Spain is at the center of Europe’s monkeypox epidemic and is among the first countries to report the disease – with the first cases linked to unsafe sex between gay or bisexual men outside the country’s capital, Madrid, and to Pride events in the Canary Islands. .
Since then, the vast majority of cases have been found in the same group, but some have been reported in women – often those living with gay or bisexual men. A three-year-old child also tested positive for the virus.
The country’s health authorities have introduced vaccines to close contacts to reduce cases, but there have been problems obtaining doses.
Spain — like the U.S. — uses the Jynneous vaccine, but only had 200 doses available in early July. He said more batches would be ordered, but did not specify the number.
In the US, cases were initially mostly linked to international travel, particularly to Europe, but now many are found in people who contracted the disease in the country. Experts suggest the virus may have been circulating for some time before it was detected.
Hotspots New York City and Washington, D.C., have been introducing virus vaccines to gay or bisexual men with multiple partners within two weeks to cover the virus, but those programs have hit a brick wall because the federal agency is delivering too few doses. Government.
Spain has the most monkeypox cases per capita, while the US has the highest total
Both cities are now delaying the second batches due four weeks after the first due to demand.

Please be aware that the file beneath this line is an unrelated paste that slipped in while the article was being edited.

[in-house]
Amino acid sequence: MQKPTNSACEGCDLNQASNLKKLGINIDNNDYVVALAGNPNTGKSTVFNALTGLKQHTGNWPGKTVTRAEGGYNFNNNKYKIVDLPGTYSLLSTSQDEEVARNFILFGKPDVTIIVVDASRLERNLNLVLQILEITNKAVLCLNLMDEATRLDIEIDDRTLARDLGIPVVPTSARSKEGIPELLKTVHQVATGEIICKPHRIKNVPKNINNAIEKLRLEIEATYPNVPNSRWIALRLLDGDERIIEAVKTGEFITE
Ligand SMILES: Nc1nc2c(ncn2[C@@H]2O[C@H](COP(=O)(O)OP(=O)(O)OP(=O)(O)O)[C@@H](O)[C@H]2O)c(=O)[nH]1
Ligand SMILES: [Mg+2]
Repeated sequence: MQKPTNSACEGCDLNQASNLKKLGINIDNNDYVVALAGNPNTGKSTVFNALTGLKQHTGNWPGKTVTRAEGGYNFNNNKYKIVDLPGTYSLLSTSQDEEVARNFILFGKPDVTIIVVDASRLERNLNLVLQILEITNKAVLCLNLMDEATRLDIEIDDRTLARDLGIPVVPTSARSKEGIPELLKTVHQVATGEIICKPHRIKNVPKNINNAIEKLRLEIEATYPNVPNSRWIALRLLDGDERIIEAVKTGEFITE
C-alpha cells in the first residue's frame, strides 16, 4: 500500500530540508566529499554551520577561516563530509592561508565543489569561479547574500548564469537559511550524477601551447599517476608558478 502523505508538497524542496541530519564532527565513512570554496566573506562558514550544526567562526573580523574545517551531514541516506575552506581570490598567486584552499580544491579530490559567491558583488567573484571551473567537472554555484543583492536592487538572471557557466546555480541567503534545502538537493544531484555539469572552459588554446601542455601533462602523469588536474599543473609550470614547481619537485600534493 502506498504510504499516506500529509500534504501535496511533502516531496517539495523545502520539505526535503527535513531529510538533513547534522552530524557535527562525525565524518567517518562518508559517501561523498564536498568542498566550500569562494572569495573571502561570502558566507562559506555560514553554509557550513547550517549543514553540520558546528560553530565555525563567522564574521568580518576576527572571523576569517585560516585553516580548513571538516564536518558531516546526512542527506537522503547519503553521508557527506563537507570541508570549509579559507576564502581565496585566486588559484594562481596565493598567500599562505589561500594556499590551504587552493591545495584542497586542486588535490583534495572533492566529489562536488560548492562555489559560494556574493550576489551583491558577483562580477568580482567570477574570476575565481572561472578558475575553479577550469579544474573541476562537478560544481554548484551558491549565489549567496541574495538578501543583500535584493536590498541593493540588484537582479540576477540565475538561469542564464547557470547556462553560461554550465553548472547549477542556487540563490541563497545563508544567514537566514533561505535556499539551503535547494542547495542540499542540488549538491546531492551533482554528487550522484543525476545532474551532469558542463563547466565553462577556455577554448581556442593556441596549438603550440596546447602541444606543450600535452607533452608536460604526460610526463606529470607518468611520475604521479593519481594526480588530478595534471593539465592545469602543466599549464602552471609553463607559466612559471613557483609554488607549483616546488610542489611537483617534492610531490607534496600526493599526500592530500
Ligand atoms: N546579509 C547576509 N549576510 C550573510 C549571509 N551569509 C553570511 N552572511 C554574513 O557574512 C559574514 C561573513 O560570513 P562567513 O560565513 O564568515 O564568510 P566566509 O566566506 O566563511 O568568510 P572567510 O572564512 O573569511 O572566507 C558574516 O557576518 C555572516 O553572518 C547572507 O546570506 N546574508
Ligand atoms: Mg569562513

A total of five million vaccines have been ordered so far, in addition to the more than one million that were available when the program began.
Testing also ramped up after it was quickly rejected due to strict guidelines on which samples could be tested, which led to only 23 swabs being checked for the virus a day at the start of the outbreak.
Five commercial laboratories have now been brought on board with a combined capacity of about 80,000 swabs per week.
Daily numbers have skyrocketed since then, with the biggest daily increase so far reported on Wednesday, with 1,048 cases in the past 24 hours.
A breakdown of the data by area shows that New York City currently has the largest outbreak, with 1,040 confirmed infections, according to the health department. The CDC says the state currently has 990 cases.
California followed with 356 and Illinois with 341.
Only four states – Maine, Montana, Vermont and Wyoming – have not yet detected a single infection with the disease.
It’s unclear whether other states — besides New York — are going to begin vaccinating gay or bisexual men, where most cases are detected, to help contain the epidemic.
Monkeypox is commonly found in West Africa, but earlier this year it was caught at the Pride festival in Spain.
Since then, more than 40 countries around the world – mostly in Europe – have reported cases of the disease, mostly among gay or bisexual men.
Unlike previous outbreaks, the disease appears to be mostly sexually transmitted, with lesions – which allow transmission – initially appearing in the genital and rectal areas.
Experts say the disease has probably already spread to other groups, but they are more at risk.
Two children were infected in the US last week.